The path was a dead-end for cars but continued as a steep road for a minute or two, increasingly encroaching on my progress with nature and bringing me to what's left of the Ulysses Lodge. The resort was in use until the 1980s but abandoned thereafter. Now it's an overgrown, decaying frame, perfect for illicit gatherings of people, as evidenced by the broken vodka and beer bottles, spray-painted phone numbers advertising sex, and discarded whipped-cream chargers.
Google Maps is usually so on-the-money that if it shows me as being even a meter off course, I go back and correct it. So I tried to hug the wall that had been built down the hill, as indicated, but it became impassable with growth. On the other side of the wall, "Danger" was painted in big, red letters, and this time I believed it: The associated descent was over a jumble of loose bricks. This was clearly not the path.
Behind the lodge a path appeared to go in the wrong direction.
A short distance behind me, a paved road led to the bay, but I'd have to follow a dirt road first. It brought me to a parked car, beyond which there was no more road and a man was tending his garden, accompanied by two dogs.
"Excuse me," I said. "I'm sorry to bother you. Can I get to the road from here?" I asked, pointing.
"There's no path to get there!" he said, cheerfully. "Where are you trying to go? Ramla?"
"Just take the path up there," he said, gesturing toward the Ulysses Lodge. One of his dogs approached me, surprisingly friendly toward an intruder.
"I tried it. It seems very dangerous!"
"No! Not dangerous!"
I admired his enthusiasm and good-naturedness toward someone who had stumbled onto his property.
"Take the path behind the building." He must have meant the one that seemed to head upward.
"OK! Thank you! I'm sorry for bothering you!"
"It's no problem!"
I picked my way across the lodge, past the phone digits promising a good time (they were not in the Maltese numbering format, so there was no need to ponder them) and toward the back of the hill. A walker came toward me in the opposite direction.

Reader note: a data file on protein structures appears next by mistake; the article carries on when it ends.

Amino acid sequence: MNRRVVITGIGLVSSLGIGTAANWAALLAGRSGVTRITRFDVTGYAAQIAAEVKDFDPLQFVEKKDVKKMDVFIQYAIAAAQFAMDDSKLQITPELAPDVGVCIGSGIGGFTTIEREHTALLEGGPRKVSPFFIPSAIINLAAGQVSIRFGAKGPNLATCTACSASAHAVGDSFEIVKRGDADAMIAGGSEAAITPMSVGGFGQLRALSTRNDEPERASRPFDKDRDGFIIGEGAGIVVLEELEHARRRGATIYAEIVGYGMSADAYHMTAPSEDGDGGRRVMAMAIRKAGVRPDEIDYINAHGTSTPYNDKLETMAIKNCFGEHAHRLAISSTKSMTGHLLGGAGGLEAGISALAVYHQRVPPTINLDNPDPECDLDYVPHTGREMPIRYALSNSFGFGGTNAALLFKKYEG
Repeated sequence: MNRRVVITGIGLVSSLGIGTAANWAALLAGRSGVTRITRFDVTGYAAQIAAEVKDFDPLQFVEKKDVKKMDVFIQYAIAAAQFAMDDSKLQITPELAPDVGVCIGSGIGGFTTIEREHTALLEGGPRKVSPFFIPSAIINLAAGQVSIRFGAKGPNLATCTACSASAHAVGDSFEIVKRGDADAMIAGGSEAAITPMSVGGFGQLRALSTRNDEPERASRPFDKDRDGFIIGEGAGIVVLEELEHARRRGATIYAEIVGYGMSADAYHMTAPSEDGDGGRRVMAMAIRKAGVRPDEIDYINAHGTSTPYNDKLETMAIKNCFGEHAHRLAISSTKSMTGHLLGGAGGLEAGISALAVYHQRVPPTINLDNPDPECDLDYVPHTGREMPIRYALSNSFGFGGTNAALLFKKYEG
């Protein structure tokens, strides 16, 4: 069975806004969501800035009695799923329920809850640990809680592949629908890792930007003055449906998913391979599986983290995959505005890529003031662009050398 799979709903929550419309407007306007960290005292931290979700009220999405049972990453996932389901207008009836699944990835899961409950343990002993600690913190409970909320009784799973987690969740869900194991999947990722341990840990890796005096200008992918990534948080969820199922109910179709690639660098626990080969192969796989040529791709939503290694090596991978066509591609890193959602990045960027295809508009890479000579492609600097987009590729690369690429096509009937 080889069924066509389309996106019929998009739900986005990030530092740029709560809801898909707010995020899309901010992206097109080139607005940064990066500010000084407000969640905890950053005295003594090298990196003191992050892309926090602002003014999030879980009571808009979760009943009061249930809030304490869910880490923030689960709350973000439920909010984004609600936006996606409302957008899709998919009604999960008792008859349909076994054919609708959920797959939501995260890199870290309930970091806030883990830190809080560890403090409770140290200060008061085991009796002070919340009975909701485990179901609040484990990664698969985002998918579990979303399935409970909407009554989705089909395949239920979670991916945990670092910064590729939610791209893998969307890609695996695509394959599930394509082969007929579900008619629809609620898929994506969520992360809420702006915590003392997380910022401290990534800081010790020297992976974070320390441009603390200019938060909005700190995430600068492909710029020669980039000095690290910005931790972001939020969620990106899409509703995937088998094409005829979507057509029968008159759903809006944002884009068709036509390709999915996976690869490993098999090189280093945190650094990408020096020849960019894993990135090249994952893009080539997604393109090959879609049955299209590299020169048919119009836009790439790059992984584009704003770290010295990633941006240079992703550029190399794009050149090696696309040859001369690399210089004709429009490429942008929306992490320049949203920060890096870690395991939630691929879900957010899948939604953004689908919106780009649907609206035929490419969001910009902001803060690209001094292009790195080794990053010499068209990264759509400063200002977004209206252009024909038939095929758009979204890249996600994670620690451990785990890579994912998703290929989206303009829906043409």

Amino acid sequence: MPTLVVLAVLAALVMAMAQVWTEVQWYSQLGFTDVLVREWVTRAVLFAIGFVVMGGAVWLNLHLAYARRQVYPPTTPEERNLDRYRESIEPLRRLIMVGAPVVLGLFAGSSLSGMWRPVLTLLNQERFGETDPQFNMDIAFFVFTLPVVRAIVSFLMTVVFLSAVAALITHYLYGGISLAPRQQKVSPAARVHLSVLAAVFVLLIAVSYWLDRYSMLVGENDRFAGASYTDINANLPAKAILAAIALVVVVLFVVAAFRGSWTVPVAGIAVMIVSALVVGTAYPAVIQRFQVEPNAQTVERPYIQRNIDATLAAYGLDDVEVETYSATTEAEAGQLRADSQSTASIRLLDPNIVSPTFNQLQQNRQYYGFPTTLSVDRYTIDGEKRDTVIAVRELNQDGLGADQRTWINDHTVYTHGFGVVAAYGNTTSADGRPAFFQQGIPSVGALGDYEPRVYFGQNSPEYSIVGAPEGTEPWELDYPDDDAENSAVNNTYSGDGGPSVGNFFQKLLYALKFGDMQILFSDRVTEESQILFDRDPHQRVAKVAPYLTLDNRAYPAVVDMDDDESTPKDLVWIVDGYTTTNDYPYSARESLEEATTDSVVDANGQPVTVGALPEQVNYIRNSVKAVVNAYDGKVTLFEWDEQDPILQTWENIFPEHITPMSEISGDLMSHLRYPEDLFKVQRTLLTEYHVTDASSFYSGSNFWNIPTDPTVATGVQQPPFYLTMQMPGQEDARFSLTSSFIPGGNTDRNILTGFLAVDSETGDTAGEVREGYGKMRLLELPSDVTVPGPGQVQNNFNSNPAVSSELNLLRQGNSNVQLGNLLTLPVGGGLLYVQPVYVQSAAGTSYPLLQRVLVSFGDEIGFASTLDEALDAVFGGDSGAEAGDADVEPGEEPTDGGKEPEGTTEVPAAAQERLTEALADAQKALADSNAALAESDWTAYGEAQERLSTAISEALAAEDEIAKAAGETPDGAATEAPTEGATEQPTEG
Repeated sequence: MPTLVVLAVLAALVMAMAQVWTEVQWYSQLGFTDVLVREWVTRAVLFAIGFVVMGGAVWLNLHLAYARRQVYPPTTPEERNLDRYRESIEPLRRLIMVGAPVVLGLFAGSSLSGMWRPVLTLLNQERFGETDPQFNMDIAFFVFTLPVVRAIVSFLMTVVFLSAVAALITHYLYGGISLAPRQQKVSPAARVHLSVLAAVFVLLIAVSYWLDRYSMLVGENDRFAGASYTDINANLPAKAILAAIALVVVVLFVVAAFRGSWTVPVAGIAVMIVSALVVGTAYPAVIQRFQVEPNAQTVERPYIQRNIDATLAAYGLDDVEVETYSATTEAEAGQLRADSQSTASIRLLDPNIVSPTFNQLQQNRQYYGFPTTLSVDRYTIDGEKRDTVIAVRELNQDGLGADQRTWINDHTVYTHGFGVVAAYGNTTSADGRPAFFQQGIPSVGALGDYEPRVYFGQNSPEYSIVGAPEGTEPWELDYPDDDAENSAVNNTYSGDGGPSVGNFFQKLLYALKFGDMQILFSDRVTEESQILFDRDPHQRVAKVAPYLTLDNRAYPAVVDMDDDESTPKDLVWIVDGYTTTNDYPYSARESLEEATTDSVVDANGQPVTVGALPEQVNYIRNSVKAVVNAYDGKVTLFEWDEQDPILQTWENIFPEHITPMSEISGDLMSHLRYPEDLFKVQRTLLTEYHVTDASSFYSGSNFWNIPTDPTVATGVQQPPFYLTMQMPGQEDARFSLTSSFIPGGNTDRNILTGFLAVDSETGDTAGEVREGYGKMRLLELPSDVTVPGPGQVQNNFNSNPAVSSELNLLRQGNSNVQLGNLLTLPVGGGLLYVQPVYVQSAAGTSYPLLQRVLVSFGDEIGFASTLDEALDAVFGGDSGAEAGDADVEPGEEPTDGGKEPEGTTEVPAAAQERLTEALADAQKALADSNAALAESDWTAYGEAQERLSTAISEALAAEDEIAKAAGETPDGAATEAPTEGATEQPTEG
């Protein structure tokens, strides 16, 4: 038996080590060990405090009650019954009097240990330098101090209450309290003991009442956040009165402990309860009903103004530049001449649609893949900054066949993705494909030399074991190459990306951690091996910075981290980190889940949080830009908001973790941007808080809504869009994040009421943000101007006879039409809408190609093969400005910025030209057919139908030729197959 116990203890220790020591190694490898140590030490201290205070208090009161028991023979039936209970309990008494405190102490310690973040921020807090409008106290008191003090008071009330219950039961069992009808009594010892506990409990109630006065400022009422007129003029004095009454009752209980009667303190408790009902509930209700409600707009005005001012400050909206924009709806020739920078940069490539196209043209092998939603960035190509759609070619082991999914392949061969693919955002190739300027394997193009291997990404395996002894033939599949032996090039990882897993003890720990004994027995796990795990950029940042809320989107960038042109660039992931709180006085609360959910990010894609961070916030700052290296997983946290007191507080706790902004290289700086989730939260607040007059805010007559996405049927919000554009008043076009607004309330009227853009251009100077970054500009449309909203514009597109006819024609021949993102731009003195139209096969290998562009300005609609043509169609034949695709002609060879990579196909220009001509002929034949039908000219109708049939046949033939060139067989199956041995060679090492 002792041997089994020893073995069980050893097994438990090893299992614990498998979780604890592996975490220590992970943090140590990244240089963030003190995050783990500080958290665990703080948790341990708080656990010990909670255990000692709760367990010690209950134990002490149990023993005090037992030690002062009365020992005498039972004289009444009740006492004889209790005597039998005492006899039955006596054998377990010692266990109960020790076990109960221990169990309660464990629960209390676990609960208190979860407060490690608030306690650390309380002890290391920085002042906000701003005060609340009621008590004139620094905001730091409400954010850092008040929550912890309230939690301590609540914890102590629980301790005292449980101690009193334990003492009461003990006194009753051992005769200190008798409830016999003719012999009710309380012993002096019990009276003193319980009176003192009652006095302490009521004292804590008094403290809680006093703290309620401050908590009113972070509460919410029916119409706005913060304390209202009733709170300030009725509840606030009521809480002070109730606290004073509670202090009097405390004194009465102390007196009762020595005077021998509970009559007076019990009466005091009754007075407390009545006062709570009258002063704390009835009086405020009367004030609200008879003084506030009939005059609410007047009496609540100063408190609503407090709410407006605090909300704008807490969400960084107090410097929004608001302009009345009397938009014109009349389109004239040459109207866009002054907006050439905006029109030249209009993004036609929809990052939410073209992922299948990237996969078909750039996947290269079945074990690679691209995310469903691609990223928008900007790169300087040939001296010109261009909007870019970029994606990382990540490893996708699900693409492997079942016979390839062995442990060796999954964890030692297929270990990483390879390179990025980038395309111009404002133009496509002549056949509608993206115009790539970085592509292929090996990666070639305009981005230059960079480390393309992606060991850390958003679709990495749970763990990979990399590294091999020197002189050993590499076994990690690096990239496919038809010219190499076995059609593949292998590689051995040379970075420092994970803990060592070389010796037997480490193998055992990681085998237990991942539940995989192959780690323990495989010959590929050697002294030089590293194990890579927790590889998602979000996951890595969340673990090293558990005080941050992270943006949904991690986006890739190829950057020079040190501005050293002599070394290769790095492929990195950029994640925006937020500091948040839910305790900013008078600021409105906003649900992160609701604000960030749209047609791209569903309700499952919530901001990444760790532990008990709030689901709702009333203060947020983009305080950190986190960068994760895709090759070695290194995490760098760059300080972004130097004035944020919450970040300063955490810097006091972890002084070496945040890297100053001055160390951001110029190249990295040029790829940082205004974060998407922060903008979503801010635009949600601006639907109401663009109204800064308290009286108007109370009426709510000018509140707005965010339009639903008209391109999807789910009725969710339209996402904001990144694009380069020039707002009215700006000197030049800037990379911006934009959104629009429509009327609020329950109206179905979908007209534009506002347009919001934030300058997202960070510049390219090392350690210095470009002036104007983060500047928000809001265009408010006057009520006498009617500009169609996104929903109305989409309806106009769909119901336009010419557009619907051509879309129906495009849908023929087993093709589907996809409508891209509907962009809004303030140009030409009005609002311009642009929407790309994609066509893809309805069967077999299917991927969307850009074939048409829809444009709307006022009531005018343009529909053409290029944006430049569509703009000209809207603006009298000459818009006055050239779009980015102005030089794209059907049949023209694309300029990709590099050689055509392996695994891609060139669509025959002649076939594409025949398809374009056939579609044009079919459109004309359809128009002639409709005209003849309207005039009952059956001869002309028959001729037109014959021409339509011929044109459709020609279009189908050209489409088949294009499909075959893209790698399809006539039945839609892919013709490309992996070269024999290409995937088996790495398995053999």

"Hello. I can get to Ramla?" I asked.
"Yes. Just follow the path."
The path was easy, most of the way -- a moderately steep decline, but not worse than I'd already seen. Then it forked, and the indicated path -- by now there were red markers -- was down what looked like a dried-up waterfall bed. The other option went...where?
I followed the red dots and for several minutes inched my way down, sitting on the rocks and balancing myself with my hands. It was a short distance and I was nowhere near a cliff or anything where a fall would be fatal, but it was extremely steep and tedious.
As I reached the bottom, I saw a family emerge to my right, their having happily taken the easier fork.
Ramla looked beautiful for swimming, but my guest house would have a pool, so I picked up a lemon slush and climbed up the other side. Now it was hot, and I was sweating, and my grunts were loud, long, and frequent -- were they actually helpful, or did they just feel good? -- and after another 45 minutes I reached the Narcisa Farmhouse B&B.
I'd imagined horses and pastures and vast rows of growing vegetables, but it was none of that, just a sprawling house in town, attached to the adjacent houses. No doubt it had been a true farmhouse at some point; now it was a friendly bed-and-breakfast, with just a small garden in back. It had charm and good air conditioning; that's what mattered.
I made use of the pool, picked up juice and water at one of the two depressingly dark supermarkets, and headed into the town square for dinner.
I liked the town immediately. The main church watched over the central plaza, where everyone was in good spirits except a child who wanted to be alone and a fussy dog. It was no longer hot, there was a light breeze, and the sun was falling into a pocket framed by a building and another church. Kids rode their bicycles down the main church's stairs. A mother asked her teenage daughter to go into the bar and get her a gin and tonic. I heard a mixture of English, Maltese, Italian, and Slavic languages. Who were these people? It wasn't a particularly touristy town.
I dined at the Fat Rabbit, within touching distance of the back of the main church -- what better place to sample the country's signature meat, in pasta and stew forms, accompanied by Gozitan wine? I finished at nearly midnight, and everyone -- biking children, teens, families, couples -- was still having a jolly time.
Go on to Gozo day 4/Malta day 5